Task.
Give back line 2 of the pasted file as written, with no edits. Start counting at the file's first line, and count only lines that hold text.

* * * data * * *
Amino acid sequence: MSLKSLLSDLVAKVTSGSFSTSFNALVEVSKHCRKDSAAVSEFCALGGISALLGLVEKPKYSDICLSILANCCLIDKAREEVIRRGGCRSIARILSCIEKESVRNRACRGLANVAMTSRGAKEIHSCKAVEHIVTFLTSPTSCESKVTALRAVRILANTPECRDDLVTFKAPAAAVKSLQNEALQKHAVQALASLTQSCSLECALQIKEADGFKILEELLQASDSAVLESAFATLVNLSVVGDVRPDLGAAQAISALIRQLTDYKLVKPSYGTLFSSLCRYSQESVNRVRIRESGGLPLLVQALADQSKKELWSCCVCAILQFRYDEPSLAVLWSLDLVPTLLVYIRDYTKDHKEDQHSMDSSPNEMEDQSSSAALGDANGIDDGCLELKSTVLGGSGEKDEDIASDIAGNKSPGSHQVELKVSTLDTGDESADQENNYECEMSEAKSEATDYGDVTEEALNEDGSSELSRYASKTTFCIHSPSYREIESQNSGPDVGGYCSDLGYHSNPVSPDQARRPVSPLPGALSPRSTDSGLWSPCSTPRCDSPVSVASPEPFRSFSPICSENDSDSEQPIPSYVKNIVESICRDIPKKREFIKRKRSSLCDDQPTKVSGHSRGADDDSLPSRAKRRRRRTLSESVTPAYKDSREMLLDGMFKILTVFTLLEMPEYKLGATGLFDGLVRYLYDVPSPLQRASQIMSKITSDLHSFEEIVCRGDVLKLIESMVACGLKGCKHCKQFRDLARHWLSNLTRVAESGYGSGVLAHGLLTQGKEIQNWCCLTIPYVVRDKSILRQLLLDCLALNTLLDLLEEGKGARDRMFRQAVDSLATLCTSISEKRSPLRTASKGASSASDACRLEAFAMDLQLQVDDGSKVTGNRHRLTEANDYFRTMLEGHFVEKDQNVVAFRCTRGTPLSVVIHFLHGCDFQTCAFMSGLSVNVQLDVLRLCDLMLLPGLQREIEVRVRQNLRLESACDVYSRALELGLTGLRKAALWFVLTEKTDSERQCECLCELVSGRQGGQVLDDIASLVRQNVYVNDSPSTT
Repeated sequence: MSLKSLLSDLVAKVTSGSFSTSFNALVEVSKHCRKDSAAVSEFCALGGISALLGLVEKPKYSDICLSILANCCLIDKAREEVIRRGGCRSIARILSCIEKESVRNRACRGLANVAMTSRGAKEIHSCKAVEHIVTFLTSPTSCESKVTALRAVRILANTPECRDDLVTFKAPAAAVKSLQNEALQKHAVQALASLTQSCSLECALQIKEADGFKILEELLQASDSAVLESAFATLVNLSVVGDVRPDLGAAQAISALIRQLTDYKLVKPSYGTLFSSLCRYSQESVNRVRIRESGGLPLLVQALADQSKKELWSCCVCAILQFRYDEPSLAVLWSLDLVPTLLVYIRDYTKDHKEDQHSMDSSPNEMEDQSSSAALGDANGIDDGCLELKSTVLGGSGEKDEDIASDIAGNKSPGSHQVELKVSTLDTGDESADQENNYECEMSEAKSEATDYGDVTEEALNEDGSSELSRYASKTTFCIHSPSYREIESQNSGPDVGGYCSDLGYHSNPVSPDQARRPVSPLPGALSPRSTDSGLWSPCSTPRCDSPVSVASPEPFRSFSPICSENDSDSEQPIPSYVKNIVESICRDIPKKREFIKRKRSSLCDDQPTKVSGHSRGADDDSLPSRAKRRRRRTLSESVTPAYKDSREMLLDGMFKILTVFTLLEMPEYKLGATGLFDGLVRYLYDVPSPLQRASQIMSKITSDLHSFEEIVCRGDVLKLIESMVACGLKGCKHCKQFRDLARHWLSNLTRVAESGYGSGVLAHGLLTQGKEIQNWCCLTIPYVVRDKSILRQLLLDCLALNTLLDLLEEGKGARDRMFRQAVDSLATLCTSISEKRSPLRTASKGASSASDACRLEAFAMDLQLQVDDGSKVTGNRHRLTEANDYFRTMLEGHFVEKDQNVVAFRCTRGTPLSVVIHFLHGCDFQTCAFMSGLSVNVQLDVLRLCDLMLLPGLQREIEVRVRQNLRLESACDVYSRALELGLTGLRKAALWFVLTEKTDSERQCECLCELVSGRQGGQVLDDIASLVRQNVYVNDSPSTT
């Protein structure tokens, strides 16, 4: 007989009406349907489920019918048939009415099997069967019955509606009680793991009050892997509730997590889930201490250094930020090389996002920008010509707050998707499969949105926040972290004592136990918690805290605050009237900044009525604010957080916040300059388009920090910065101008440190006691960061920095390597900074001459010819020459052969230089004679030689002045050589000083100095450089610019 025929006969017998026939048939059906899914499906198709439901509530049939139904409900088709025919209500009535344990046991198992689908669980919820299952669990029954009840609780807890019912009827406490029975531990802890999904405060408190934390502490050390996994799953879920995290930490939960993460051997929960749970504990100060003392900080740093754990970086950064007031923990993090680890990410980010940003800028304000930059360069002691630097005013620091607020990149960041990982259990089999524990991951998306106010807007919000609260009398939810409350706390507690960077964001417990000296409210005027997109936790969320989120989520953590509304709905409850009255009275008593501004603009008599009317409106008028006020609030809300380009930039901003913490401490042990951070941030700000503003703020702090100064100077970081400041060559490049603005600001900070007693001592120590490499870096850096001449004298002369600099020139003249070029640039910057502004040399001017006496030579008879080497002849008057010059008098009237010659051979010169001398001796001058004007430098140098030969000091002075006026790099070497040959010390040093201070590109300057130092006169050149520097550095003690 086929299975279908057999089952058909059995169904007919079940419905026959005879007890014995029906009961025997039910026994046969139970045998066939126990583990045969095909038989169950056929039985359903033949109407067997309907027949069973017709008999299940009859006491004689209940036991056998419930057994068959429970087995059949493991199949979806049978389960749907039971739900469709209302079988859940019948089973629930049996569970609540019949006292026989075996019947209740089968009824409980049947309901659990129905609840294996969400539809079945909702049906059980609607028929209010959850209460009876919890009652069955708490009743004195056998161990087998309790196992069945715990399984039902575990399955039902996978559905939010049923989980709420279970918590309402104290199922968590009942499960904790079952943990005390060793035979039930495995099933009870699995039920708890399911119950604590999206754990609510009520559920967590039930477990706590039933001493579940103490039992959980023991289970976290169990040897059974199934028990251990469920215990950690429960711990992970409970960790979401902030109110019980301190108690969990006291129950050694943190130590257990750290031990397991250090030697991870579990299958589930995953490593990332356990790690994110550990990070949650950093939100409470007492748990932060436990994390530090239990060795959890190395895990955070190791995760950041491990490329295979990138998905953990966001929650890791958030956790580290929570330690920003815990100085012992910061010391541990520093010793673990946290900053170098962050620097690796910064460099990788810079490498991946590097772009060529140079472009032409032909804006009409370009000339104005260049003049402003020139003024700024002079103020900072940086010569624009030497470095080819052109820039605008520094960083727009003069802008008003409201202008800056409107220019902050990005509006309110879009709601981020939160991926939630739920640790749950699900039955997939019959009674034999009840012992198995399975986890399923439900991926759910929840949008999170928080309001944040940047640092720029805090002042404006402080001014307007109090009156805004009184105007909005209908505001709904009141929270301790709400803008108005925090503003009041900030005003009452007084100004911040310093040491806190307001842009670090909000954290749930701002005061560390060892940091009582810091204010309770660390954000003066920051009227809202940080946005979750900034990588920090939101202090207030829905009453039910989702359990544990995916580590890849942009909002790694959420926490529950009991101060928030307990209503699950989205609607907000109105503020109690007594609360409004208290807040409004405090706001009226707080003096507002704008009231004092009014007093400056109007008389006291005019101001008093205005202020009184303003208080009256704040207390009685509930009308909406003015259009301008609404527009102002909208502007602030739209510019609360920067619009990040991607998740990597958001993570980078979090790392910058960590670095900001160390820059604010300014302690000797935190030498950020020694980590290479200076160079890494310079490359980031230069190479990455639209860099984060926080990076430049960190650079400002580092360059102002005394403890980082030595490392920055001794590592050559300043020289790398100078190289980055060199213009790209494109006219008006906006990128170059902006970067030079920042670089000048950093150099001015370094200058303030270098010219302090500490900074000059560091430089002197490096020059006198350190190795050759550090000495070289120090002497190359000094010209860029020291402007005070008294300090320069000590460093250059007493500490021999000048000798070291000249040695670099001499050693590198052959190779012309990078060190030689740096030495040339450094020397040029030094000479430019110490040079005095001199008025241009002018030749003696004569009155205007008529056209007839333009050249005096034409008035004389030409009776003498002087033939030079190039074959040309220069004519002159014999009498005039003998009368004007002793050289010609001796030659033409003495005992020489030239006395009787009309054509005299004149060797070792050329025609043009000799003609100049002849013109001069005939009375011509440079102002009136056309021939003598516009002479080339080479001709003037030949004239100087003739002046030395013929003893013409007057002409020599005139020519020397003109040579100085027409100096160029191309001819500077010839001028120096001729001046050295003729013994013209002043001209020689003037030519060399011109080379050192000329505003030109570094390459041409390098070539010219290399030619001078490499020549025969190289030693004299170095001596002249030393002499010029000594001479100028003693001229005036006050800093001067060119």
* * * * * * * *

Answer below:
Repeated sequence: MSLKSLLSDLVAKVTSGSFSTSFNALVEVSKHCRKDSAAVSEFCALGGISALLGLVEKPKYSDICLSILANCCLIDKAREEVIRRGGCRSIARILSCIEKESVRNRACRGLANVAMTSRGAKEIHSCKAVEHIVTFLTSPTSCESKVTALRAVRILANTPECRDDLVTFKAPAAAVKSLQNEALQKHAVQALASLTQSCSLECALQIKEADGFKILEELLQASDSAVLESAFATLVNLSVVGDVRPDLGAAQAISALIRQLTDYKLVKPSYGTLFSSLCRYSQESVNRVRIRESGGLPLLVQALADQSKKELWSCCVCAILQFRYDEPSLAVLWSLDLVPTLLVYIRDYTKDHKEDQHSMDSSPNEMEDQSSSAALGDANGIDDGCLELKSTVLGGSGEKDEDIASDIAGNKSPGSHQVELKVSTLDTGDESADQENNYECEMSEAKSEATDYGDVTEEALNEDGSSELSRYASKTTFCIHSPSYREIESQNSGPDVGGYCSDLGYHSNPVSPDQARRPVSPLPGALSPRSTDSGLWSPCSTPRCDSPVSVASPEPFRSFSPICSENDSDSEQPIPSYVKNIVESICRDIPKKREFIKRKRSSLCDDQPTKVSGHSRGADDDSLPSRAKRRRRRTLSESVTPAYKDSREMLLDGMFKILTVFTLLEMPEYKLGATGLFDGLVRYLYDVPSPLQRASQIMSKITSDLHSFEEIVCRGDVLKLIESMVACGLKGCKHCKQFRDLARHWLSNLTRVAESGYGSGVLAHGLLTQGKEIQNWCCLTIPYVVRDKSILRQLLLDCLALNTLLDLLEEGKGARDRMFRQAVDSLATLCTSISEKRSPLRTASKGASSASDACRLEAFAMDLQLQVDDGSKVTGNRHRLTEANDYFRTMLEGHFVEKDQNVVAFRCTRGTPLSVVIHFLHGCDFQTCAFMSGLSVNVQLDVLRLCDLMLLPGLQREIEVRVRQNLRLESACDVYSRALELGLTGLRKAALWFVLTEKTDSERQCECLCELVSGRQGGQVLDDIASLVRQNVYVNDSPSTT